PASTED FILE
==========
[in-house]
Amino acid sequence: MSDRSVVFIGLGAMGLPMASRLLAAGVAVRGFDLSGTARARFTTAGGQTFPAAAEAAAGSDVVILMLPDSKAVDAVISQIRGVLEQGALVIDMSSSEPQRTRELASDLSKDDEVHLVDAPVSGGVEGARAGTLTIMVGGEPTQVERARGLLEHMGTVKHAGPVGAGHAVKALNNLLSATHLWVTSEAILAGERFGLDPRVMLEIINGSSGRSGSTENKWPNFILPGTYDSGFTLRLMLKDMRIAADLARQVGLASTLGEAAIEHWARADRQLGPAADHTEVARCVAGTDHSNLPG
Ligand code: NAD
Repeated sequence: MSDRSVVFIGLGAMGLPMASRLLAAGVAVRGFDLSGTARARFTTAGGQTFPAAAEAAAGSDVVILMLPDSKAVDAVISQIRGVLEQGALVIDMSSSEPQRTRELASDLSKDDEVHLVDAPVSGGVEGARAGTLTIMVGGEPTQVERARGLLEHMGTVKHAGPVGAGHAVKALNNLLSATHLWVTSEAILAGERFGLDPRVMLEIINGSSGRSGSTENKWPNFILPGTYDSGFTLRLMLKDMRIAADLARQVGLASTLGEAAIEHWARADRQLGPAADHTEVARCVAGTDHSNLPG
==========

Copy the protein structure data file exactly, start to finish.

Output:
[in-house]
Amino acid sequence: MSDRSVVFIGLGAMGLPMASRLLAAGVAVRGFDLSGTARARFTTAGGQTFPAAAEAAAGSDVVILMLPDSKAVDAVISQIRGVLEQGALVIDMSSSEPQRTRELASDLSKDDEVHLVDAPVSGGVEGARAGTLTIMVGGEPTQVERARGLLEHMGTVKHAGPVGAGHAVKALNNLLSATHLWVTSEAILAGERFGLDPRVMLEIINGSSGRSGSTENKWPNFILPGTYDSGFTLRLMLKDMRIAADLARQVGLASTLGEAAIEHWARADRQLGPAADHTEVARCVAGTDHSNLPG
Ligand code: NAD
Repeated sequence: MSDRSVVFIGLGAMGLPMASRLLAAGVAVRGFDLSGTARARFTTAGGQTFPAAAEAAAGSDVVILMLPDSKAVDAVISQIRGVLEQGALVIDMSSSEPQRTRELASDLSKDDEVHLVDAPVSGGVEGARAGTLTIMVGGEPTQVERARGLLEHMGTVKHAGPVGAGHAVKALNNLLSATHLWVTSEAILAGERFGLDPRVMLEIINGSSGRSGSTENKWPNFILPGTYDSGFTLRLMLKDMRIAADLARQVGLASTLGEAAIEHWARADRQLGPAADHTEVARCVAGTDHSNLPG